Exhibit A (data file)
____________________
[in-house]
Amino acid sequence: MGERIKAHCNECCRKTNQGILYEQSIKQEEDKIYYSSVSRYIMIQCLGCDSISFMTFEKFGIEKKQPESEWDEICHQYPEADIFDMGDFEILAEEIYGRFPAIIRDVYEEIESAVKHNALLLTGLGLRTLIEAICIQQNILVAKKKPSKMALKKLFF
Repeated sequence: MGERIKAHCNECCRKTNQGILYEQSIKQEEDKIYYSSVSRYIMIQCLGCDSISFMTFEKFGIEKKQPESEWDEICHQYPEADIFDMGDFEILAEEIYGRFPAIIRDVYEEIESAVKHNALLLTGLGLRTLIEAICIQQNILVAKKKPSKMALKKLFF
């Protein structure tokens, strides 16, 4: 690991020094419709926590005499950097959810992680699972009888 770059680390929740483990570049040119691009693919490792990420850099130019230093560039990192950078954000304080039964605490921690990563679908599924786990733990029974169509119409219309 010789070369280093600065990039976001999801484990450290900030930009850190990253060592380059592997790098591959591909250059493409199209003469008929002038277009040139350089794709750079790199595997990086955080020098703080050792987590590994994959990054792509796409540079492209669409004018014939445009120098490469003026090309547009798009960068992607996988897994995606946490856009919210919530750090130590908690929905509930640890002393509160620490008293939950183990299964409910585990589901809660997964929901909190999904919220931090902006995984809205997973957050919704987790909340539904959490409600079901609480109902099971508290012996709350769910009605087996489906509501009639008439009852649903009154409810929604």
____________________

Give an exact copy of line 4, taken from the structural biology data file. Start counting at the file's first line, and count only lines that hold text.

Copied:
């Protein structure tokens, strides 16, 4: 690991020094419709926590005499950097959810992680699972009888 770059680390929740483990570049040119691009693919490792990420850099130019230093560039990192950078954000304080039964605490921690990563679908599924786990733990029974169509119409219309 010789070369280093600065990039976001999801484990450290900030930009850190990253060592380059592997790098591959591909250059493409199209003469008929002038277009040139350089794709750079790199595997990086955080020098703080050792987590590994994959990054792509796409540079492209669409004018014939445009120098490469003026090309547009798009960068992607996988897994995606946490856009919210919530750090130590908690929905509930640890002393509160620490008293939950183990299964409910585990589901809660997964929901909190999904919220931090902006995984809205997973957050919704987790909340539904959490409600079901609480109902099971508290012996709350769910009605087996489906509501009639008439009852649903009154409810929604």